This next chart depicts differences in violent crime rates not by the race of the person who committed the crime but by the race of the victim. This chart illustrates that, once again, blacks are over-represented in relation to their percentage in the population. Blacks are far more likely to be the victims of violent crime than are whites.
Figure 13: Violent crime rates by race of victim, 1973-2003; (data: Bureau of Justice Statistics)
The next three charts explore homicide rates. This first chart tracks homicide rates in the U.S. for the past 100 years. There has been an obvious increase over time, whether that increase on the chart represent an actual increase in homicide or an increase in such confounding factors such as stricter law enforcement, an increased willingness to report crimes, or changes in the definition of homicide itself.
Figure 14: Homicide Rates in the U.S, 1900-2002; (data: Bureau of Justice Statistics)
The second chart highlights differences in homicide rates between countries. The U.S. does not have the highest homicide rates in the world, but the rates in the U.S. are still relatively high.
Figure 15: Comparison of International Homicide Rates per 100,000 people; selected countries, 2002; (data: United Nations)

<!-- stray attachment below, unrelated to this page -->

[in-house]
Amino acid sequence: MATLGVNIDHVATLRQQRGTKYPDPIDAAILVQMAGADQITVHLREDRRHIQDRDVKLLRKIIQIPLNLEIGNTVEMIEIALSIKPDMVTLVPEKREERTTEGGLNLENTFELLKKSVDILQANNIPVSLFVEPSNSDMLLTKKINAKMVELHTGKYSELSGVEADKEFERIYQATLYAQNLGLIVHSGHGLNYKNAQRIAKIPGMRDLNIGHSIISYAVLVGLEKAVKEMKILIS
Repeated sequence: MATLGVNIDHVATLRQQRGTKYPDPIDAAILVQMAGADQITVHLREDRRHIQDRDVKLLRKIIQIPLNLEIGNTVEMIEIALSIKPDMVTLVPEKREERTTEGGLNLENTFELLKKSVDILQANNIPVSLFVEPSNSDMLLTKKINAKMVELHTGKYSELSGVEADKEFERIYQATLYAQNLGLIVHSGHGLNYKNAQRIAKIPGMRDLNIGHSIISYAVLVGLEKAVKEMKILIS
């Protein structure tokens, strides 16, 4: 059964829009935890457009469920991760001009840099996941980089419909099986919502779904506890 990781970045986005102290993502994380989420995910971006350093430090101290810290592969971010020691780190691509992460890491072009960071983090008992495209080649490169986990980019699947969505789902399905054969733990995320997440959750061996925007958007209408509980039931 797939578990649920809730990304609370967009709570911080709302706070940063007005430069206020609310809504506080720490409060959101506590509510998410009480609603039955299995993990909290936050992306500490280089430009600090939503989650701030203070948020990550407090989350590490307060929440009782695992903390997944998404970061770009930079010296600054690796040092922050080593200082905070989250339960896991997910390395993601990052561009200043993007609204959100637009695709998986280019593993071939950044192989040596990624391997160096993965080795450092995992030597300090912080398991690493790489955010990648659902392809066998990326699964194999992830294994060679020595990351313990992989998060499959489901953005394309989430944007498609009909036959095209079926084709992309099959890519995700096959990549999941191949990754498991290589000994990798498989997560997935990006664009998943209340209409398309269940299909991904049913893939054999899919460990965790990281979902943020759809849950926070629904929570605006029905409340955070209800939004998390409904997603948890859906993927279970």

This last chart highlights differences in homicide rates by the age of the victim. Of particular interest is the fact that homicide rates for youth between 14 and 17 years old have actually passed the homicide rates for individuals over 25. While the homicide rates for those over 25 have since surpassed those of individuals between 14 and 17, the numbers remain close.
Figure 16: Homicide rates by age, 1970-2003; (data: Bureau of Justice Statistics)
Social control refers to the various means used by a society to bring its members back into line with cultural norms. There are two general types of social control:
Some researchers have outlined some of the motivations underlying the formal social control system. These motivations include: